EU - The EU milk quota regime comes to an end on 31 March.
First introduced in 1984 at a time when EU production far outstripped demand, the quota regime was one of the tools introduced for overcoming these structural surpluses.
Successive reforms of the EU's Common Agriculture Policy have increased the market-orientation of the sector and, in parallel, provided a range of other, more targeted instruments to help support producers in vulnerable areas, such as mountain areas where the costs of production are higher.
The final date to end quotas was first decided in 2003 in order to provide EU producers with more flexibility to respond to growing demand, especially on the world market.
It was reconfirmed in 2008 with a range of measures aimed at achieving a "soft landing".
Even with quotas, EU dairy exports have increased by 45 per cent in volume and 95 per cent in value in the last five years.
Market projections indicate that the prospects for further growth remain strong – in particular for added-value products, such as cheese, but also for ingredients used in nutritional, sports and dietary products.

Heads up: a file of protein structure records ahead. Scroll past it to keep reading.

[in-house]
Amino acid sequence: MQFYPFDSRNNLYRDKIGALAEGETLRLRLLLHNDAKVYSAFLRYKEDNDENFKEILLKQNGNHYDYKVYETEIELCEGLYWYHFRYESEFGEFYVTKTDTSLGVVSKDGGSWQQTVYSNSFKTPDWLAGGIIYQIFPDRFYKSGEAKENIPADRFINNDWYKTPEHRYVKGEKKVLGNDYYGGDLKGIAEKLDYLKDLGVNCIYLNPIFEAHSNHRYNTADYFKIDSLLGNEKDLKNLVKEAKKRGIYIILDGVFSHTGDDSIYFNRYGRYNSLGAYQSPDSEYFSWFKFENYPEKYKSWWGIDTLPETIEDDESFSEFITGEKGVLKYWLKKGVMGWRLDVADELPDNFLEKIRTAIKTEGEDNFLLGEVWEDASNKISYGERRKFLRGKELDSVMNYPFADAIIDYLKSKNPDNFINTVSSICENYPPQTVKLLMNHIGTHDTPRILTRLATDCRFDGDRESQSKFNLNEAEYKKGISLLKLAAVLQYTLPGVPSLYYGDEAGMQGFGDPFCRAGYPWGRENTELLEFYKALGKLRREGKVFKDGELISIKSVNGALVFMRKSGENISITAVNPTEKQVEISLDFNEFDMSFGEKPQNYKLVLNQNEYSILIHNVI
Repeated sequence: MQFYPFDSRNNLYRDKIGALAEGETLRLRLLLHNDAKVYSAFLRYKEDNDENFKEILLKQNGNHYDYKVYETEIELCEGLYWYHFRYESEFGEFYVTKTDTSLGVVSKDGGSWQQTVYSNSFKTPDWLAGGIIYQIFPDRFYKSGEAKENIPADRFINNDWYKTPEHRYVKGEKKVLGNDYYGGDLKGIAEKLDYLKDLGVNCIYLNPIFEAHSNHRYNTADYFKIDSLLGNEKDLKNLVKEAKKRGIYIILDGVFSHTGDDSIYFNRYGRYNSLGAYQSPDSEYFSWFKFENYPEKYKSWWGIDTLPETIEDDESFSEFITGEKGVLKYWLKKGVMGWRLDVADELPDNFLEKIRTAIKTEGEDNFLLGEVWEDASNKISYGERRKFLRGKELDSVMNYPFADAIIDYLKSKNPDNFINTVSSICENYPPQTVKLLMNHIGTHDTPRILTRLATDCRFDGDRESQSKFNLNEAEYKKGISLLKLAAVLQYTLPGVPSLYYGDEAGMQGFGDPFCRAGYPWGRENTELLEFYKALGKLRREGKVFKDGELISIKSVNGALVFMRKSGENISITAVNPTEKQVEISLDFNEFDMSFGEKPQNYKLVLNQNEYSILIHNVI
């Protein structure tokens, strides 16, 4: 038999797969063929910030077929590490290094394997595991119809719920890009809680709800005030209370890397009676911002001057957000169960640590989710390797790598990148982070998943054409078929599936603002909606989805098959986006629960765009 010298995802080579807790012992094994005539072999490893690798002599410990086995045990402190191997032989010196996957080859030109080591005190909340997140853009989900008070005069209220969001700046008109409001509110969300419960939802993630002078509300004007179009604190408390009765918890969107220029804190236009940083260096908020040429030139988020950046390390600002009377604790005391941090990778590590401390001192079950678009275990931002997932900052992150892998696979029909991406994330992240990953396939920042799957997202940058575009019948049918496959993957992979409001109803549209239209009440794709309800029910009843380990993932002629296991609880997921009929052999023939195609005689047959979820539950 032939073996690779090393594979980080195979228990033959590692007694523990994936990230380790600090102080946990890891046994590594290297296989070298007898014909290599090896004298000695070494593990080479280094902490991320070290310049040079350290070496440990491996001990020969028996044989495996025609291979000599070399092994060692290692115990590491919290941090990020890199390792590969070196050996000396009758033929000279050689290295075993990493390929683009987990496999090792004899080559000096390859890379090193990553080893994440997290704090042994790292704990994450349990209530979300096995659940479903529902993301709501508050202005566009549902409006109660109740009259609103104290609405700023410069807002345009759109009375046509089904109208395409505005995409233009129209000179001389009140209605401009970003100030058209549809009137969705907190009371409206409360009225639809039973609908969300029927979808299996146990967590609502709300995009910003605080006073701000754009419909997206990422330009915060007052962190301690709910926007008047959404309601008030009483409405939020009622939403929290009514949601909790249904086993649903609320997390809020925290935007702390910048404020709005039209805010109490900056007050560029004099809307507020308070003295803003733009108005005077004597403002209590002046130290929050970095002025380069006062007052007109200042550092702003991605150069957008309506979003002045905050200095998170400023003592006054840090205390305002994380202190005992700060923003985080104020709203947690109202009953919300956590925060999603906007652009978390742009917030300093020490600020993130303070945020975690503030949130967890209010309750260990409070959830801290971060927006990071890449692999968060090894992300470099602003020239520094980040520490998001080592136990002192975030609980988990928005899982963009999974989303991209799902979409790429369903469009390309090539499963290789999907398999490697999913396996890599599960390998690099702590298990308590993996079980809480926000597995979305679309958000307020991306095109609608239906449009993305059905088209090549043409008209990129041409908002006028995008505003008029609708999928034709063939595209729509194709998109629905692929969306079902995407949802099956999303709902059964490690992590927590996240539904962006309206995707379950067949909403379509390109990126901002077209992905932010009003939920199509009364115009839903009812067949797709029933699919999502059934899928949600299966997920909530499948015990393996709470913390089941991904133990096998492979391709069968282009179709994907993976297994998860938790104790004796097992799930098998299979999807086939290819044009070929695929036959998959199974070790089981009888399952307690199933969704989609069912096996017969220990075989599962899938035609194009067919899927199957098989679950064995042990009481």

Speaking ahead of the end of the quota regime, EU Commissioner for Agriculture & Rural Development Phil Hogan (pictured) said: "The end of the milk quota regime is both a challenge and an opportunity for the Union. It is a challenge because an entire generation of dairy farmers will have to live under completely new circumstances and volatility will surely accompany them along the road.
“But it certainly is an opportunity in terms of growth and jobs.
“Through increased focus on valued added products as well as on ingredients for "functional" food, the dairy sector has the potential of being an economic driver for the EU.
“ More vulnerable areas where the end of the quota system may be regarded as a threat can benefit from the pallet of rural development measures following the subsidiarity principle."
TheMeatSite News Desk